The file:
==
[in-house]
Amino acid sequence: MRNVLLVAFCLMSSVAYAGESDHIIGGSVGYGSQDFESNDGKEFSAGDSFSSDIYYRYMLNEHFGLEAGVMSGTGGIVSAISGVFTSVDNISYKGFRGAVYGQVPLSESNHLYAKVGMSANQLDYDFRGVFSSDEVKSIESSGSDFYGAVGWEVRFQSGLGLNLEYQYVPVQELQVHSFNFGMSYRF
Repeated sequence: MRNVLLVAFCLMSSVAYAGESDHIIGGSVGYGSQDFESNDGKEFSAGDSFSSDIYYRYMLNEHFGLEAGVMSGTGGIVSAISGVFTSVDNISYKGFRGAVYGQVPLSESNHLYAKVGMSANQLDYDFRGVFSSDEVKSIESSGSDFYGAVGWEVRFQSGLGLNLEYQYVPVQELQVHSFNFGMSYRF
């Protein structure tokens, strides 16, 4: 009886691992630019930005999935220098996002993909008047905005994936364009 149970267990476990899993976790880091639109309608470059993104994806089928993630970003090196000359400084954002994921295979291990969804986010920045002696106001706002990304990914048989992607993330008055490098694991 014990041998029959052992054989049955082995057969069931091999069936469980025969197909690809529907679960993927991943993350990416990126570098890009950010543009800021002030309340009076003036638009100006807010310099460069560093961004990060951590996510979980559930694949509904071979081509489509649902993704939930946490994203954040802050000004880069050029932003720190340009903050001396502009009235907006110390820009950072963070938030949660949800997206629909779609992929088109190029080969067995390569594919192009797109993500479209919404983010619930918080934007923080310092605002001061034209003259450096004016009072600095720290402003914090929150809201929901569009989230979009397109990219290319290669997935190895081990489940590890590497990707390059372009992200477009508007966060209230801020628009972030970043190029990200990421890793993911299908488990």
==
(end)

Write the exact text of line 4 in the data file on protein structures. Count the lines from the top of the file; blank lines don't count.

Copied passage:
């Protein structure tokens, strides 16, 4: 009886691992630019930005999935220098996002993909008047905005994936364009 149970267990476990899993976790880091639109309608470059993104994806089928993630970003090196000359400084954002994921295979291990969804986010920045002696106001706002990304990914048989992607993330008055490098694991 014990041998029959052992054989049955082995057969069931091999069936469980025969197909690809529907679960993927991943993350990416990126570098890009950010543009800021002030309340009076003036638009100006807010310099460069560093961004990060951590996510979980559930694949509904071979081509489509649902993704939930946490994203954040802050000004880069050029932003720190340009903050001396502009009235907006110390820009950072963070938030949660949800997206629909779609992929088109190029080969067995390569594919192009797109993500479209919404983010619930918080934007923080310092605002001061034209003259450096004016009072600095720290402003914090929150809201929901569009989230979009397109990219290319290669997935190895081990489940590890590497990707390059372009992200477009508007966060209230801020628009972030970043190029990200990421890793993911299908488990």